Sorrel has some zip!

In French, sorrel is oseille in use since the late nineteenth century. Sorrel is well known for the grateful acidity of its herbage, which is most marked when the plant is in full season. The plant is also called ‘Cuckoo’s-meate’ from an old belief that the bird cleared its voice by its agency. In Scotland it is ‘gowkemeat. The leaves contain a considerable quantity of binoxalate of potash, which gives them their acid flavor, medicinal and dietetic properties. Sorrel has been employed from the most distant time as a salad herb…

History of French Sorrel

In the time of Henry VIII, sorrel was held in great repute in England. The introduction of French Sorrel, with its large succulent leaves, replaced its position as a salad and a potherb. John Evelyn thought that Sorrel imparted ‘so grateful a quickness to the salad that it should never be left out.’ He wrote in 1720: …”Together with salt, it gives both the name and the relish to sallets from the sapidity, which renders not plants and herbs only, but men themselves pleasant and agreeable.” Culpepper wrote: ‘Sorrel is prevalent in all hot diseases, to cool any inflammation and heat of blood in agues pestilential or choleric, or sickness or fainting, arising from heat, and to refresh the overspent spirits with the violence of furious or fiery fits of agues: to quench thirst, and procure an appetite in fainting or decaying stomachs: For it resists the putrefaction of the blood, kills worms, and is a cordial to the heart…”

Wellness Uses of French Sorrel

Some of the health benefits of sorrel include its ability to boost eyesight, strengthen the immune system, improve digestion, build strong bones, increase circulation, increase energy levels, help prevent cancer, reduce certain skin conditions, lower blood pressure, increase appetite, slow the aging process, protect against diabetes, strengthen heart health, and improve kidney


Culinary Uses of French Sorrel

Sorrel is a fascinating perennial herb that is used all around the world and is cultivated for a wide variety of uses. Although it is primarily grown for use in food, due to its sharp, tangy taste. In France, Sorrel is put into ragouts, fricassées and soups, forming the chief constituent of the favourite Soupe aux herbes.Here’s a traditional soup made with Sorrel.

Soup of Fresh Shelling Beans and Sorrel

About 1 lb. fresh shelling beans              1 bunch sorrel leaves, stems discarded

Salt and pepper                                           Olive oil
Half an onion, chopped                            2 cloves garlic


Sweat onion and garlic in a couple glugs of olive oil until translucent but not brown. Add shelling beans and several cups of water, and boil till almost soft enough. Add salt and pepper to taste. Add chopped sorrel leaves and boil 3 more minutes. Taste the broth, not the beans, for seasoning: add more salt, pepper, or a squeeze or lemon juice or white wine if necessary. Serve hot.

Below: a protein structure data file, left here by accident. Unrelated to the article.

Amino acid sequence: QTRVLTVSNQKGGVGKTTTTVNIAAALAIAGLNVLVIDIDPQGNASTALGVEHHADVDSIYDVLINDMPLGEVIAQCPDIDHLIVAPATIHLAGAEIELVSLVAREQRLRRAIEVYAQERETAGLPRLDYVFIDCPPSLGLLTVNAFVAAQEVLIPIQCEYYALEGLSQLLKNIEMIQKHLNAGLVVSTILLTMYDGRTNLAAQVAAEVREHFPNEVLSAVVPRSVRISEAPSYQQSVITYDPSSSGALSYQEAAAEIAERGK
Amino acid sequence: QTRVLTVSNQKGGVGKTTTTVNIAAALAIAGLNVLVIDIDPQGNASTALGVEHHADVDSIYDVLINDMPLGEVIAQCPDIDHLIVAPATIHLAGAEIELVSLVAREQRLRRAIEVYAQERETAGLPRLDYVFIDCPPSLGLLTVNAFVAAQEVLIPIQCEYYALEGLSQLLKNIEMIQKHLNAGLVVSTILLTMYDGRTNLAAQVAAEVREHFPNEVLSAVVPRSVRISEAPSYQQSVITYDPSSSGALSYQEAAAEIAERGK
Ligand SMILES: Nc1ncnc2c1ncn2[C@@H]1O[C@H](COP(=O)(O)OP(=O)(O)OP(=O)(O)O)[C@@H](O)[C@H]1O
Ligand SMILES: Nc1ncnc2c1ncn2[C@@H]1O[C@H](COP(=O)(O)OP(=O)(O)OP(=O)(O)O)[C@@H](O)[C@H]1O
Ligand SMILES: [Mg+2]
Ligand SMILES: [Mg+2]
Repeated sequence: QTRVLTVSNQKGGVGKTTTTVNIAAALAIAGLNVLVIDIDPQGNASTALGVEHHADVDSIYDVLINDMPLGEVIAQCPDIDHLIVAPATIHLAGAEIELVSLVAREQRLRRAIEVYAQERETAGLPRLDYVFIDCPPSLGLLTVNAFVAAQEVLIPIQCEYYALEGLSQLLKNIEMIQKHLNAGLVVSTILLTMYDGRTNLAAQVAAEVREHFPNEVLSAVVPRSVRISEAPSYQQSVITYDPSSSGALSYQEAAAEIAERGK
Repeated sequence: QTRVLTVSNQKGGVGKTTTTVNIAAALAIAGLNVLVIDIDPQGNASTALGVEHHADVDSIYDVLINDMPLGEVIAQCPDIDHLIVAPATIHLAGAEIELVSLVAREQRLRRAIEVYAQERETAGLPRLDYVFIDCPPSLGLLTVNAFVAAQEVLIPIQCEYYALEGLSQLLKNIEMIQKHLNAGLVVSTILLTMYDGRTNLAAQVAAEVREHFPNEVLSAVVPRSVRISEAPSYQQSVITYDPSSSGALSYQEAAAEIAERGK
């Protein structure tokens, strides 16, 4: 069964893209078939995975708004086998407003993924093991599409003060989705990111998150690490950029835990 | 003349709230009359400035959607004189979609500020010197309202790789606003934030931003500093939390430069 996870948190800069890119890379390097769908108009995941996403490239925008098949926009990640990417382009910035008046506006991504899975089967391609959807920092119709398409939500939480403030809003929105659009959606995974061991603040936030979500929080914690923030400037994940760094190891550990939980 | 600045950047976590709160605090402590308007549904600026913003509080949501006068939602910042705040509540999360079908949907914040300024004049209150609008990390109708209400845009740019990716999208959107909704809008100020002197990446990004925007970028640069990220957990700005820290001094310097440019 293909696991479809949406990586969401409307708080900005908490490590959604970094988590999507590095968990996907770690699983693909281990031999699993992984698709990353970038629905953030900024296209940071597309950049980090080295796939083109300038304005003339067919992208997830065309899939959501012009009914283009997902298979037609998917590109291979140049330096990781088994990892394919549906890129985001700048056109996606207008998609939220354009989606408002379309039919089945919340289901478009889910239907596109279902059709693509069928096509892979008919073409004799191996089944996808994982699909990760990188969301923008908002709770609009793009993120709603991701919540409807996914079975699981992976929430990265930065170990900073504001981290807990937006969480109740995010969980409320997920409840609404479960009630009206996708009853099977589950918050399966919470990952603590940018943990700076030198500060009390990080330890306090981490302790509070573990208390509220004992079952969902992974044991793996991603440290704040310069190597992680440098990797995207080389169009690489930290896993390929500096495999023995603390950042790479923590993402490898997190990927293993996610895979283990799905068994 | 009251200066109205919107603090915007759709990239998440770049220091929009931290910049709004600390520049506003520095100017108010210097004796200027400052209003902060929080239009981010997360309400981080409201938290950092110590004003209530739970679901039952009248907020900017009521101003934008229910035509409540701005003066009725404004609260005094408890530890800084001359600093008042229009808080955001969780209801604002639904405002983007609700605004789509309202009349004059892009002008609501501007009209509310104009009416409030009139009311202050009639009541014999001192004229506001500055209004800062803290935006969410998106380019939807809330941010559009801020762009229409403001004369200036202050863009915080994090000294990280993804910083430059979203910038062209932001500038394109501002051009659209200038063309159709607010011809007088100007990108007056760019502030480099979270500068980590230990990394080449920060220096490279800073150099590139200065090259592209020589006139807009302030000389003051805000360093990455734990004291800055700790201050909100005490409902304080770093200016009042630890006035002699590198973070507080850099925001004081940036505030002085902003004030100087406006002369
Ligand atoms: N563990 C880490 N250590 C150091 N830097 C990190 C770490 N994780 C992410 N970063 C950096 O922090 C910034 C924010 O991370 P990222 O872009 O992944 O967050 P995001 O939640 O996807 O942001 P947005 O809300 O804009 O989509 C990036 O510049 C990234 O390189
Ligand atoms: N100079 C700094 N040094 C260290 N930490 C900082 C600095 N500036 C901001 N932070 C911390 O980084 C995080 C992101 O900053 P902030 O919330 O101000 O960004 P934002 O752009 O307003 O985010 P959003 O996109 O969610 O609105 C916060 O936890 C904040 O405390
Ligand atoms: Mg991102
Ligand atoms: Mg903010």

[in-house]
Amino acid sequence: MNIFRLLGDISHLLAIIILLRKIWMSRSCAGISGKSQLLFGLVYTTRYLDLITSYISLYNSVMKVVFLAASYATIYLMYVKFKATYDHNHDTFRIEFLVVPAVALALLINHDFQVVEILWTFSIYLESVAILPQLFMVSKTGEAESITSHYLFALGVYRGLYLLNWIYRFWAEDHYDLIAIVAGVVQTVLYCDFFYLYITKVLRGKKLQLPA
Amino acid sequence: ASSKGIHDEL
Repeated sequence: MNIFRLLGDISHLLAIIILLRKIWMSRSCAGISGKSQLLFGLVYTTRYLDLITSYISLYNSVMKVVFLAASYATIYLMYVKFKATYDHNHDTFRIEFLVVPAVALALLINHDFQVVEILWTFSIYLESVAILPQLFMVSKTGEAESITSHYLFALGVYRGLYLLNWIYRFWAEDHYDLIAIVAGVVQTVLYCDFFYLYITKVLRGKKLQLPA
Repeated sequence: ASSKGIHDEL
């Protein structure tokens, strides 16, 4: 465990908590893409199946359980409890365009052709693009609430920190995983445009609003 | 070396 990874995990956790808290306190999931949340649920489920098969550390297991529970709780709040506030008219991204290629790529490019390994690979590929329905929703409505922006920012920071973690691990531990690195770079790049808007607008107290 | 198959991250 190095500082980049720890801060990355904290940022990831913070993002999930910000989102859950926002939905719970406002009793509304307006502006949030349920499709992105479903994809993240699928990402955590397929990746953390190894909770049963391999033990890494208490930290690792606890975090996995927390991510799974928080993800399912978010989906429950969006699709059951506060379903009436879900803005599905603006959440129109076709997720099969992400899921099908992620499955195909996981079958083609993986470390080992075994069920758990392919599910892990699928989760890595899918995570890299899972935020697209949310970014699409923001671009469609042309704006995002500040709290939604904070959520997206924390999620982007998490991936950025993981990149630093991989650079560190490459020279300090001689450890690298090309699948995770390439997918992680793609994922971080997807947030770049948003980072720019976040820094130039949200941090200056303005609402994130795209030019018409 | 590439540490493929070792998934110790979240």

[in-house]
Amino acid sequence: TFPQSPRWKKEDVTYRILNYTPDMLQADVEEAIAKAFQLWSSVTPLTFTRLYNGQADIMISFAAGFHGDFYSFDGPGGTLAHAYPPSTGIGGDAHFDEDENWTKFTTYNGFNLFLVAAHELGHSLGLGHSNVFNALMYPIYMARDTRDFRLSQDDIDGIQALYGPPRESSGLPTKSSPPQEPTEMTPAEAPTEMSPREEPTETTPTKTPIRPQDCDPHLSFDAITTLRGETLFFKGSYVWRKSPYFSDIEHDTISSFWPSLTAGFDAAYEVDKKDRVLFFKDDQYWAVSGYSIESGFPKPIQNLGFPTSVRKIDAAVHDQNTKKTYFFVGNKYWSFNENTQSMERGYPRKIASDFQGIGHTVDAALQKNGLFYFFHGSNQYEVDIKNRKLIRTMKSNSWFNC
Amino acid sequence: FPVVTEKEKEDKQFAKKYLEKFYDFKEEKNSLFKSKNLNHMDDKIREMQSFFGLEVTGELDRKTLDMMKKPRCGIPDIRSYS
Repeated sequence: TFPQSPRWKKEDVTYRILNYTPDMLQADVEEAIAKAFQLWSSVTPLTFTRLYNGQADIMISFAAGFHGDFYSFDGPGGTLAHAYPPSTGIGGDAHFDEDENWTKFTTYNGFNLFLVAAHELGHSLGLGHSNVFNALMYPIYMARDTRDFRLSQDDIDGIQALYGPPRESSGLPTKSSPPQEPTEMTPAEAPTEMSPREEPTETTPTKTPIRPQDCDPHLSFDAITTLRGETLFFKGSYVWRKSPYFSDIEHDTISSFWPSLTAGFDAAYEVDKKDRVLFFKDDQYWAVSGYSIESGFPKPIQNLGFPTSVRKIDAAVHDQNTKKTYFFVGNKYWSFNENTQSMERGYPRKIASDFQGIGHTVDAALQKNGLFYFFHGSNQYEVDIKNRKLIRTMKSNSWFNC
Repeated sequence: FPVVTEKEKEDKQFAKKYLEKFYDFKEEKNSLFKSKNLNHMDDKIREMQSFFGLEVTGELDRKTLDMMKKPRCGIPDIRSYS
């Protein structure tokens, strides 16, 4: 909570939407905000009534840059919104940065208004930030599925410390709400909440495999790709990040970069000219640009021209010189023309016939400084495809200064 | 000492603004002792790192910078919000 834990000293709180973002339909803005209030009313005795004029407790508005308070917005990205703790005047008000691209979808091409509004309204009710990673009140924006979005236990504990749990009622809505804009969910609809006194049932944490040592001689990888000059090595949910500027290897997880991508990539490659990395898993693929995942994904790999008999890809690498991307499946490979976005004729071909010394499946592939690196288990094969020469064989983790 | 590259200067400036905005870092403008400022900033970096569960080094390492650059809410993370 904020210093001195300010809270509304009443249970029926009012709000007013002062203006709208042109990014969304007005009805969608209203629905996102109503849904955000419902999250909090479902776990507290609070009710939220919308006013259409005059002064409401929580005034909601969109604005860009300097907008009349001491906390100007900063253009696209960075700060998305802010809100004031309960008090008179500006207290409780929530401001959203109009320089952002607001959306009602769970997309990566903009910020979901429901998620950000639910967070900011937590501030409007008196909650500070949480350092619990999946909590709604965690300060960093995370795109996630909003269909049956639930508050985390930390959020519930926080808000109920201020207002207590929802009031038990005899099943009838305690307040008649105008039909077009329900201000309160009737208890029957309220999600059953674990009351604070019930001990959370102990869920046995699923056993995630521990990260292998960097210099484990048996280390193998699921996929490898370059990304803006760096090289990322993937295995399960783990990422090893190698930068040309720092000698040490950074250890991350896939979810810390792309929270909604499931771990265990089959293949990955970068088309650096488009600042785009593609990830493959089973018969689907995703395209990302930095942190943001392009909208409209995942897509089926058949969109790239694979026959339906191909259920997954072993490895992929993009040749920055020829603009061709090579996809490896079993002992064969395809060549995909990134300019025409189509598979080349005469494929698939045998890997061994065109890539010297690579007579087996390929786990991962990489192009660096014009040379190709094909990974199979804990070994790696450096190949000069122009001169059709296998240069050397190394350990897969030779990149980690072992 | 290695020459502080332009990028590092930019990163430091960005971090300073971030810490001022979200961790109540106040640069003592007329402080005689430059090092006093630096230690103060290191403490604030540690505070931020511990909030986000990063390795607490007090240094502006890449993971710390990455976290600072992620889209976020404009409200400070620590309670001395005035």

Here’s some more recipe ideas for French Sorrel…

– Salmon with sorrel, a legendary dish originally invented by the Troisgros brothers in Roanne in 1973
– Chop sorrell into a butter sauce to go with salmon fishcakes.
– Pair with salmon, mustard seeds and raspberries.
– Hot sorrel soup, with leeks, dill and sour cream
– Green borsch

– Chilled sorrel soup with plain yogurt and lemon (a.k.a. schav in Yiddish)
– Lightly sauté in butter with shallots, deglaze with sherry, then mix all with goat cheese and use as an omelet filling.
– Chicken and sorrel sandwich with fresh mayonnaise

– Toss into mixed-leaf salads, with a relatively sweet dressing, and optional goat cheese crumbled on top.

– Chopped sorrel with black beans or lentils for a cold salad
– Warm potato and salmon salad with sorrel vinaigrette

– A salad of white peaches and sorrel

Rice with sorrel and lemon, served as a side to fish
– Chop with an onion, garlic and mushrooms. Sauté lightly in butter and stuff a chicken.
Fried beans with sorrel, feta and sumac from the second Ottolenghi book, Plenty
– Add to spanakopita.
– Sauté briefly in olive oil and mix with almond butter and salt, to accompany mushrooms (crisp bacon optional).
Sorrel spinach pesto with pumpkin seeds
– Sprinkle sorrel, chiffonaded or gently melted into frying butter, on fresh pasta. Grate a little lemon zest on top.
– Toss some penne with sorrel, red onion, mint and garlic.

French Sorrel is a little known herbs big possibilities!